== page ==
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Tailwater recovery is nothing new, but technology and sustainability are driving a new age in water efficiency.

Brent Murphree, Content Director

March 7, 2024

2 Min Read
Dabbs Pond
Terry, Lori and Trent Dabbs run an integrated tailwater recovery system on their Stuttgart, Ark., farm.Brent Murphree

The March 8, 2024 Delta Farm Press issue features several stories on tailwater reclamation.

Since the beginning of time, farmers in the Midsouth have been more concerned about getting water off their fields than catching it and reusing it. However, water recovery systems have been in place for decades.

Usually ponds or sumps at the end of a field or the farm are used to push water back onto the crop in times of drought as needed for the crop.

My first encounter with a tailwater recovery system was when we moved onto a farm that had old, unused collection ponds on the downhill side of the farm. An old pump was used to move the water into an irrigation ditch which fed the water back to the top of the farm.

In reality it was a redundant system, and the only expense was the electricity used to pump the water and the upkeep of the pump. We also had electric irrigation wells on that farm that pumped water from an aquifer. At the time the cost of upkeep on the recovery system made it just as economically feasible to use the water from the aquifer. So that’s what we used.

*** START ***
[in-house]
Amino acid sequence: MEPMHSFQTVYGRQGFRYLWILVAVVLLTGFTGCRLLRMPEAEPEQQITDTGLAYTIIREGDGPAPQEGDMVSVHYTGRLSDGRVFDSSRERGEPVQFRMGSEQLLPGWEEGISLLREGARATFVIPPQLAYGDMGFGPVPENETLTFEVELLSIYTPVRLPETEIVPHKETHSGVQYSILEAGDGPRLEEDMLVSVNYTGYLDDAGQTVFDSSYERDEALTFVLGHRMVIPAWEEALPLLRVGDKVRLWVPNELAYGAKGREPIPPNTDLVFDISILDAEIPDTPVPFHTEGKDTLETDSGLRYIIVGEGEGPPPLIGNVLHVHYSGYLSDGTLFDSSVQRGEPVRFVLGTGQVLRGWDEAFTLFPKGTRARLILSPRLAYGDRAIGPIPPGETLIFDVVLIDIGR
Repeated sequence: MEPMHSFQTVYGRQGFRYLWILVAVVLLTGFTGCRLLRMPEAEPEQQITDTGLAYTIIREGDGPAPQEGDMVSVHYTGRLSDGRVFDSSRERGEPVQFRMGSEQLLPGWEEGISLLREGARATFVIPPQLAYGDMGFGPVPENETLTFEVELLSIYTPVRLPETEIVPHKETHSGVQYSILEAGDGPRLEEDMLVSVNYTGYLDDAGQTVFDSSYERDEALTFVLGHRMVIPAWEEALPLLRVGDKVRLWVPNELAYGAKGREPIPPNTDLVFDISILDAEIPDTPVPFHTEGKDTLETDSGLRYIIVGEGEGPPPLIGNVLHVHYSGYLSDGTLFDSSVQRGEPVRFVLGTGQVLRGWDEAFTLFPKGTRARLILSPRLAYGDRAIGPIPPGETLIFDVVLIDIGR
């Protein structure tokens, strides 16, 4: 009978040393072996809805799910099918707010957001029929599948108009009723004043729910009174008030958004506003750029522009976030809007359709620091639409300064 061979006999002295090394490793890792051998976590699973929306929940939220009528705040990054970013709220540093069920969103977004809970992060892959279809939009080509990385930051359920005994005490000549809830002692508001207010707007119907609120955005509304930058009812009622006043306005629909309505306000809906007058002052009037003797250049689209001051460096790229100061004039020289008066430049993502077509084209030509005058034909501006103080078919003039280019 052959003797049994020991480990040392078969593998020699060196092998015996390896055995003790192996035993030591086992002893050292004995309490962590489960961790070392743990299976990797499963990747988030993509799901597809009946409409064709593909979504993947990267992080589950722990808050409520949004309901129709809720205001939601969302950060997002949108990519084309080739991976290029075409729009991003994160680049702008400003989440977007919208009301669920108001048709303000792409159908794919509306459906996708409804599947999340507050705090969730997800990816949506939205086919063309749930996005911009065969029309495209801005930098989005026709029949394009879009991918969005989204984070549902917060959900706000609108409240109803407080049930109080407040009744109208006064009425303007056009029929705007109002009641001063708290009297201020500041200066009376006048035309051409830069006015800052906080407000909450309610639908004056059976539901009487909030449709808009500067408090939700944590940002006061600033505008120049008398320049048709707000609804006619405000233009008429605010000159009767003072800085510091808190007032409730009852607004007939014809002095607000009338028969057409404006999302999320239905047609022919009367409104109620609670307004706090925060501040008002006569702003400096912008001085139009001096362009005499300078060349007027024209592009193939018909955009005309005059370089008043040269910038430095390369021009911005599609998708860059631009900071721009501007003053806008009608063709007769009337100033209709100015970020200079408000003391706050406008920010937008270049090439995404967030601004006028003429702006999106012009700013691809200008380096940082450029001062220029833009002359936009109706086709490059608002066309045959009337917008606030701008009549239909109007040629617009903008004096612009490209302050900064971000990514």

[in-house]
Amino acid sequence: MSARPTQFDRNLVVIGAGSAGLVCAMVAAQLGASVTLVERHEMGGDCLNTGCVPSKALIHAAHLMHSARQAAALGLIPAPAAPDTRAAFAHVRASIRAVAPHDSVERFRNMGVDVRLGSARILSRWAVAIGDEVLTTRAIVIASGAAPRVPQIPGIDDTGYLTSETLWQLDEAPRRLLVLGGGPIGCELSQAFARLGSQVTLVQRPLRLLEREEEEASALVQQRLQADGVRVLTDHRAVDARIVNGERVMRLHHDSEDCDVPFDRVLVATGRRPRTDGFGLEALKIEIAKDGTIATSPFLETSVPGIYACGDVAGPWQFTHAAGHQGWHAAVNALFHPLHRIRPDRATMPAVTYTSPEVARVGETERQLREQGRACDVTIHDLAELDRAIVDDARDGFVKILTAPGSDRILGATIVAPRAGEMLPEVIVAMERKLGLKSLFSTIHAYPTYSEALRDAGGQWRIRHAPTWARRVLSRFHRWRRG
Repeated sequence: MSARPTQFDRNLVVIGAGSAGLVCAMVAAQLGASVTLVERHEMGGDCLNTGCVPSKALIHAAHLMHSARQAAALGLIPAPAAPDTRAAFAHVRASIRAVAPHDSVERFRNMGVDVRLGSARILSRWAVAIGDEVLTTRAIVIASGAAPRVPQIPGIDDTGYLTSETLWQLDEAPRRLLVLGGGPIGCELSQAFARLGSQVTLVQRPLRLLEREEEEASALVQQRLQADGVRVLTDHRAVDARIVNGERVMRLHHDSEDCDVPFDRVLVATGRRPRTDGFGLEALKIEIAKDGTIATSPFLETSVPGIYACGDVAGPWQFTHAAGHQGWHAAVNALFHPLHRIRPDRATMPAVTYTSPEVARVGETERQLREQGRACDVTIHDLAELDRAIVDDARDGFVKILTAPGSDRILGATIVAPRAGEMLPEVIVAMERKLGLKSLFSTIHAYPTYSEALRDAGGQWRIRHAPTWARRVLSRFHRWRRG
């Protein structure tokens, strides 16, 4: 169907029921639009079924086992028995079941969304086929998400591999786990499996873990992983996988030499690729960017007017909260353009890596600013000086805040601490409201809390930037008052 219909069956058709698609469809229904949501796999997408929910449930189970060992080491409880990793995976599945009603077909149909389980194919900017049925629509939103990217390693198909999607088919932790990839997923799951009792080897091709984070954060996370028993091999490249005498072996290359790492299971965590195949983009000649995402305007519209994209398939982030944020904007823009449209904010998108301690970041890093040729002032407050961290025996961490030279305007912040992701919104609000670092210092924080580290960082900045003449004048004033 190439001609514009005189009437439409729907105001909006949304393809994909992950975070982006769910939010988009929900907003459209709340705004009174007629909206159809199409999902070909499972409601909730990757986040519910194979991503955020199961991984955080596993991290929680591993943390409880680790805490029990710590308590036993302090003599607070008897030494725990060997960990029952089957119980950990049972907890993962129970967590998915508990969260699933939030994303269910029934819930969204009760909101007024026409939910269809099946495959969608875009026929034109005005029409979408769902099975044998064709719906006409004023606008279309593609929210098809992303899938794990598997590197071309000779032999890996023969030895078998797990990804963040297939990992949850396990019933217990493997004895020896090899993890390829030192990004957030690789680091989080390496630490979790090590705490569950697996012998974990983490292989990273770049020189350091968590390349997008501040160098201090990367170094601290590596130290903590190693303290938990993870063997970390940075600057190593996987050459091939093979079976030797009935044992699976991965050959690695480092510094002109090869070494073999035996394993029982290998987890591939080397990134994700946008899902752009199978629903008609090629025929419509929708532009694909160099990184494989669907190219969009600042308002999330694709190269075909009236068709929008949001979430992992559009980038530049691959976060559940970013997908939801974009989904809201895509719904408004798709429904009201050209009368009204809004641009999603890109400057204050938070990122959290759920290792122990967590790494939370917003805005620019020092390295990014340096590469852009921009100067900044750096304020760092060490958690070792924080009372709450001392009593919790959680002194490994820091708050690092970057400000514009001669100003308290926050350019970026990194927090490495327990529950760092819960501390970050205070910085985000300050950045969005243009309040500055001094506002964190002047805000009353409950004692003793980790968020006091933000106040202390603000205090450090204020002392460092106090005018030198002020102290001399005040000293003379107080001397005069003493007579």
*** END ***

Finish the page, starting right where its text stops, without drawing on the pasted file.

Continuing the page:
So, the recovery system sat there – the pump rusted and the sides of the ponds slumped. As the aquifer dropped and water costs rose, we looked at other ways to increase water efficiency on the farm.

Leveling the fields to account for soil type and efficient flow of the irrigation water was a big change on the farm. Understanding the nature of the soil in each field was critical to increasing the efficiency of water uptake in the crop.

In rice, that understanding is especially important as new varieties allow for the differing requirements of the crop’s water needs. Some land will be more suitable for levee irrigated rice versus row rice.

Featured in the March 8 issue of Delta Farm Press, the Dabbs of LTD Farms collect every inch of water on their farm in a pond and then pump that water back onto the farm as needed. They manage their inputs precisely to ensure they are not wasting water or nutrients. The system helps them conserve inputs and is sustainable, especially in times of drought.

Also in that issue, Whitney Haigwood spoke with Chris Henry at the University of Arkansas for this issue about a pit-less recovery system he has worked on at the university. It’s a far cry from the old sump and rusty pump we used on the farm.

As aquifer depletion and water quality issues continue in the Midsouth, others are looking at ways to increase their water use efficiency, especially when we have times of drought like we did last year.Fifty-six inches of precipitation a year at my place in Tennessee doesn’t guarantee that water will get to the crop right when it needs it, but researchers and growers across the Delt are looking to up their game in water-use.

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